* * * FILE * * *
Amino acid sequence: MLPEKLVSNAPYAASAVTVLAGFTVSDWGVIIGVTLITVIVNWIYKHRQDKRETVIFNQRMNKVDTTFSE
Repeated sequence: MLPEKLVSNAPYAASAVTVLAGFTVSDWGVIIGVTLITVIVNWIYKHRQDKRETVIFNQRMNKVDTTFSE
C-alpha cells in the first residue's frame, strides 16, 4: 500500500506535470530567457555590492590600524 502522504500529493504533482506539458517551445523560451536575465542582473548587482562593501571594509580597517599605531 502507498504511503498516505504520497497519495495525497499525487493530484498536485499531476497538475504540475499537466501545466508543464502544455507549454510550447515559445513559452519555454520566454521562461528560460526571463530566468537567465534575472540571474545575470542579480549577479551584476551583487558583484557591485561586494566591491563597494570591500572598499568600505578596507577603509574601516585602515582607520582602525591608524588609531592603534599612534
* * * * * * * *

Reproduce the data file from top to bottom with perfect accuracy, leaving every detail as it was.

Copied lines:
Amino acid sequence: MLPEKLVSNAPYAASAVTVLAGFTVSDWGVIIGVTLITVIVNWIYKHRQDKRETVIFNQRMNKVDTTFSE
Repeated sequence: MLPEKLVSNAPYAASAVTVLAGFTVSDWGVIIGVTLITVIVNWIYKHRQDKRETVIFNQRMNKVDTTFSE
C-alpha cells in the first residue's frame, strides 16, 4: 500500500506535470530567457555590492590600524 502522504500529493504533482506539458517551445523560451536575465542582473548587482562593501571594509580597517599605531 502507498504511503498516505504520497497519495495525497499525487493530484498536485499531476497538475504540475499537466501545466508543464502544455507549454510550447515559445513559452519555454520566454521562461528560460526571463530566468537567465534575472540571474545575470542579480549577479551584476551583487558583484557591485561586494566591491563597494570591500572598499568600505578596507577603509574601516585602515582607520582602525591608524588609531592603534599612534